So I think one of the most memorable memories is in 2017 when we had the idea of Wapatoa. In April or May of 2017, I was with the co-founder, Alix. We’d met through another project but became friends after. We were on a car ride to Siem Reap, so we started talking a lot. I had my blog and she knew about it. I told her I wanted to make it bigger, but didn’t know what to do. Maybe something about literature, maybe something about Google or whatever.
And she was like, oh yeah, that’s a good idea. I have this idea, blah, blah, blah. We talked the whole way for four to five hours. It’s crazy that we had the same idea before meeting each other! For me that was when I was like “Wow, something can come out of it”. A good idea will come out if you continue to brainstorm. So I think that is very memorable because I felt like I was not soulless anymore. I felt like I had a direction to go to.
Another memorable thing is very cliche. But when we first signed a big one-year contract in 2019 with BRED Bank Cambodia to make content about Financial Literacy for 12 months. It was a very big contract. It’s the first time, like a proper, proper company trusts us enough to sponsor our content. So I think it was very fun and very memorable for me.
6. What would you wanna share with others besides your work? Interest/long-term passion/sharing/quotes…
Well, I think, you know, I used to be a very good reader, but not anymore. For example, last year because I was depressed, I really did not find any fun in reading. It was so sad. Right now, I’m picking up reading again. I read self development books for my work and I read like Buddhist spiritual meditation. My goodness, that’s just for my brain. And I read comedy, that’s it!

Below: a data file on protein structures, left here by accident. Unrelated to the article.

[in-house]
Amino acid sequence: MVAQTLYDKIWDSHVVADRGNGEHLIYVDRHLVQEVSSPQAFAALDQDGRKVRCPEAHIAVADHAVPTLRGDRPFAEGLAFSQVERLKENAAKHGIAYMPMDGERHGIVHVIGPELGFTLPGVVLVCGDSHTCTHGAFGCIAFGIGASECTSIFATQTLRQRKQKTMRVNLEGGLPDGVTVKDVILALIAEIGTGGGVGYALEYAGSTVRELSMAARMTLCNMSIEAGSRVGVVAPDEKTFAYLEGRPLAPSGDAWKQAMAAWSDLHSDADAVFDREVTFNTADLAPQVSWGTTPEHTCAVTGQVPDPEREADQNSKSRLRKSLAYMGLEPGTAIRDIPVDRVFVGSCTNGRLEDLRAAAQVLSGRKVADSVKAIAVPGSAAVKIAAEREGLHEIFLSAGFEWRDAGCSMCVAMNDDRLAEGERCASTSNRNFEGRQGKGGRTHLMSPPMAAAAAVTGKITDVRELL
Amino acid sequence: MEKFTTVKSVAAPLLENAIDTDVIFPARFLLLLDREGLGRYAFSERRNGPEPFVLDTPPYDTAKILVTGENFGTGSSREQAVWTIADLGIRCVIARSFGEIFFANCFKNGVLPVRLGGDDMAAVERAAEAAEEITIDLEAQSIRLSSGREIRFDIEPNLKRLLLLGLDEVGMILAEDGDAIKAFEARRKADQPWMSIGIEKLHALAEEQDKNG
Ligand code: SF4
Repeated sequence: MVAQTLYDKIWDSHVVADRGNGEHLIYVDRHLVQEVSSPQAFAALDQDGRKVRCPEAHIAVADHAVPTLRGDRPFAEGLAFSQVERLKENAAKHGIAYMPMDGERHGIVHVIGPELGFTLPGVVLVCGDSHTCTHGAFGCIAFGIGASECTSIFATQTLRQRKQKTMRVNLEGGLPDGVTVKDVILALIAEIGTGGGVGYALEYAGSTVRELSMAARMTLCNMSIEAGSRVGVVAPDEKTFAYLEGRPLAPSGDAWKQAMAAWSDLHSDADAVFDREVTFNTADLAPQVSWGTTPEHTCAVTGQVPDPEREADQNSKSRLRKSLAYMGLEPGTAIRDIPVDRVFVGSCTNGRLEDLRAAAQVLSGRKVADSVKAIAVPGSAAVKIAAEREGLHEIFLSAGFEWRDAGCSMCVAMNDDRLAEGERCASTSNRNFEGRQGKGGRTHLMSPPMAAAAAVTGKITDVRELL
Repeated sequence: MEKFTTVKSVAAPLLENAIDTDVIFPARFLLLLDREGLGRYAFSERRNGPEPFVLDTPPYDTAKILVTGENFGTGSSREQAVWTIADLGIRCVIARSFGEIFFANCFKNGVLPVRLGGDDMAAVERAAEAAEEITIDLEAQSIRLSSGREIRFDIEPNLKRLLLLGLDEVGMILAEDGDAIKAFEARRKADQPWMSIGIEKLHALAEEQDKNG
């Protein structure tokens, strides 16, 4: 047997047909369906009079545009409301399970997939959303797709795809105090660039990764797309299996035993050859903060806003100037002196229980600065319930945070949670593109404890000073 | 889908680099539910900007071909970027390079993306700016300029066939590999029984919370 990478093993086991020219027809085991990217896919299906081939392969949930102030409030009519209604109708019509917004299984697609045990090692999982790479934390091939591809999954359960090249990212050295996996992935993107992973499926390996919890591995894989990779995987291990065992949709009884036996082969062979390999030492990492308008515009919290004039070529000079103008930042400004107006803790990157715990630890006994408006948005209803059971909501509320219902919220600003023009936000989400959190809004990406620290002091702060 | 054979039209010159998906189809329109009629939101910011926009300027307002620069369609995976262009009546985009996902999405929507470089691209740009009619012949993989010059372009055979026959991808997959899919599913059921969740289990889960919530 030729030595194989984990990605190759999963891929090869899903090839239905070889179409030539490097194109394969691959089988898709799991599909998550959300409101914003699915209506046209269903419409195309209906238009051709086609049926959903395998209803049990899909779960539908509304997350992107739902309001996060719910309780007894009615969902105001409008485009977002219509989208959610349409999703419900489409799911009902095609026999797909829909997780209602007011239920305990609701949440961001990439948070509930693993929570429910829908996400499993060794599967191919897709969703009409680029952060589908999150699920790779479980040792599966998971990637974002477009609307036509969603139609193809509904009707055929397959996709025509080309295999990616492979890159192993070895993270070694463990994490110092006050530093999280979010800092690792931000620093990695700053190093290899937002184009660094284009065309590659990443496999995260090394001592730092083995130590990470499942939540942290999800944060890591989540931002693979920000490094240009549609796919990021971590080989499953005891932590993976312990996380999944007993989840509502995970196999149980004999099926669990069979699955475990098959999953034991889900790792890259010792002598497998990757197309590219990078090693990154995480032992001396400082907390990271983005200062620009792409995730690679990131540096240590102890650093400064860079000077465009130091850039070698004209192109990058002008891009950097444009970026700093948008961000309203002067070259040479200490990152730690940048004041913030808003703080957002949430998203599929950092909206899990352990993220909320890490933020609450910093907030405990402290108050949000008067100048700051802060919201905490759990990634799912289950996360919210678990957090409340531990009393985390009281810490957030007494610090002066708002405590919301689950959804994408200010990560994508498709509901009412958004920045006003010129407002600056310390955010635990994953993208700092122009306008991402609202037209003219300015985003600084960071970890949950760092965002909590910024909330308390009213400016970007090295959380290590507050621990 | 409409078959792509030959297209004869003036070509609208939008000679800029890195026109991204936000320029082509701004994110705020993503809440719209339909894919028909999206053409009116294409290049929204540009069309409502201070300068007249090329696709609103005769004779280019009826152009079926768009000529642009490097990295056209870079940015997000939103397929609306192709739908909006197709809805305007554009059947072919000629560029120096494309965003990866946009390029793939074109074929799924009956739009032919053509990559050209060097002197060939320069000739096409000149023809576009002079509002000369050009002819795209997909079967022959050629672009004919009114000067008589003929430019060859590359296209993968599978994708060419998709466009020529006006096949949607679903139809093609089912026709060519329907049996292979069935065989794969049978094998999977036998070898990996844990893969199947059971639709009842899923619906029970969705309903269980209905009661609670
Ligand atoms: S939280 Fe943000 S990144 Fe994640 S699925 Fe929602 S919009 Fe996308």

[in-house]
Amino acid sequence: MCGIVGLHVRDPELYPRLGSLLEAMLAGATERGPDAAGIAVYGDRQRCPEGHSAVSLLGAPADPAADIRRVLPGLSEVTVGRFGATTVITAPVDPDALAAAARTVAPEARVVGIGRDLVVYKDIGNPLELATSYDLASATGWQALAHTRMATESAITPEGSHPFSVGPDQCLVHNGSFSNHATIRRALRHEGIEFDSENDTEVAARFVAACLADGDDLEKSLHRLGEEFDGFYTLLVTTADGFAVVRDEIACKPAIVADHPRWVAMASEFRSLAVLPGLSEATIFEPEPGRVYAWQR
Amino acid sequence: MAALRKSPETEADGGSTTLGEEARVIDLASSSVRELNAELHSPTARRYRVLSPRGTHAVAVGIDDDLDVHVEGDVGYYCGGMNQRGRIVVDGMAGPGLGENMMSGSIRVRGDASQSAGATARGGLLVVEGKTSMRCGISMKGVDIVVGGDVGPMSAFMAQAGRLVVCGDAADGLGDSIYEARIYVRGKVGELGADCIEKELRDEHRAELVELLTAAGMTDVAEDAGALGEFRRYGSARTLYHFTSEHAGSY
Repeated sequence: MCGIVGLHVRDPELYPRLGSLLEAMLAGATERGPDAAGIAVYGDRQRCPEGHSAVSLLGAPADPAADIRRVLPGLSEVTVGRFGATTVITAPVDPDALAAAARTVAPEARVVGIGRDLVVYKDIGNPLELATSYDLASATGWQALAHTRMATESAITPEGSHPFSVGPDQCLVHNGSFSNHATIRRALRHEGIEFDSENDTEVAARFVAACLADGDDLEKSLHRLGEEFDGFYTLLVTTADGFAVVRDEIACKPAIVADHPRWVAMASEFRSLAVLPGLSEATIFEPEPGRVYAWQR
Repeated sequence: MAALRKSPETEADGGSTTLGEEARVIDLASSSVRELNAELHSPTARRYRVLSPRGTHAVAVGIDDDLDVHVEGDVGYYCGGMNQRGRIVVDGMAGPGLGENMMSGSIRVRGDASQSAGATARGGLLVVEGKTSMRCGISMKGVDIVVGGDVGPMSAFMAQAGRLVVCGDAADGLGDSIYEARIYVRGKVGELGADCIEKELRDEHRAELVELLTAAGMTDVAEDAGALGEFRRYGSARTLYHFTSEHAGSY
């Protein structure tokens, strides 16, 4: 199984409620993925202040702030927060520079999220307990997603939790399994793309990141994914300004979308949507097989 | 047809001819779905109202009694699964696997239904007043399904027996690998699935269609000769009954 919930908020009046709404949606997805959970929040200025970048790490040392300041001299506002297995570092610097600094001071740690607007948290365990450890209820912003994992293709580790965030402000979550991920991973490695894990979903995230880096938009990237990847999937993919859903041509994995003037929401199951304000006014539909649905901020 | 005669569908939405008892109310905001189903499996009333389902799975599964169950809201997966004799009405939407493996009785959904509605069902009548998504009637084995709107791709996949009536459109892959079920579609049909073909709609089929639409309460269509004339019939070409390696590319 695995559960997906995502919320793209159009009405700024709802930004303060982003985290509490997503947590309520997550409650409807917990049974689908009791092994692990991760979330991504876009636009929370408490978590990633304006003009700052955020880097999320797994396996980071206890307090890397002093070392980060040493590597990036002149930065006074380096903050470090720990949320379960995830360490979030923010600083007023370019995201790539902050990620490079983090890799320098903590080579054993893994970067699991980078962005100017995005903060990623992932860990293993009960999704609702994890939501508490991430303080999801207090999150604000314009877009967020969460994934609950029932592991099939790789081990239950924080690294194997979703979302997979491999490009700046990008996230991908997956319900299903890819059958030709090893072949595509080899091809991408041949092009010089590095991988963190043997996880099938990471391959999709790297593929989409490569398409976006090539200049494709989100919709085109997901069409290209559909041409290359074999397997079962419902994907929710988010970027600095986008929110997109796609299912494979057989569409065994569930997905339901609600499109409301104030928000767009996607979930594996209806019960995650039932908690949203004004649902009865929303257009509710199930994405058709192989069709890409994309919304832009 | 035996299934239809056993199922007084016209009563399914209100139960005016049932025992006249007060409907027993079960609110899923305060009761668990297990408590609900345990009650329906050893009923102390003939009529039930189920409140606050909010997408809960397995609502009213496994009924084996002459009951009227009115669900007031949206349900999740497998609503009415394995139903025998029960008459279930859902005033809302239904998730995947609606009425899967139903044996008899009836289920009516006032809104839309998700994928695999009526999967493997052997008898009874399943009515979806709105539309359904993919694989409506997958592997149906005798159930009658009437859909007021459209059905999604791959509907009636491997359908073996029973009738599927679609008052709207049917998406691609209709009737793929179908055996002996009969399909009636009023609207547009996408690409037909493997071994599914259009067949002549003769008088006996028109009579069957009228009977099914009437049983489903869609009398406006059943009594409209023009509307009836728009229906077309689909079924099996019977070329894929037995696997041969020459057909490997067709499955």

Right now, my new interest is DIY. Being an environmentalist, I have been trying to cut down plastic and waste and all that. So we have done that. We are OK with that. Right now. I am in the stage of trying to not buy too many things. But I still want stuff (laugh). I still need a laptop stand, I need a wallet, I need a Kindle case. So what I try to do is make those things myself.
Before I was reading and writing as a hobby because my full time job was something else, like interpreting or teaching. So in order to relax, I read and wrote. But now, since it’s a full time job, to relax, I have to do something else. Researching, writing, and running a startup about digital content take a lot of your brain! I have to use my brain a lot to strategize, think critically and write! So for my hobby, I tend to go for something less mentally-taxing and more physical.
That’s why I’m getting into DIY now! Cutting cardboard, designing used materials and making leather goods are very fun for me. My younger brother is also having his own handmade skincare products online shop like coconut oil, soap and stuff like that. I like helping him with packaging, mixing products, putting stickers, and stuff like that. They just need my hand, and my physical energy more. It is fun for me. So that’s my interest right now.
7. I know you started working in the field for the last three years, since the project is still small and Entertainment Education is unfamiliar with others. What would you wanna share with our readers who wanna pursue their career in new fields & embark on a new journey instead of choosing working at a company?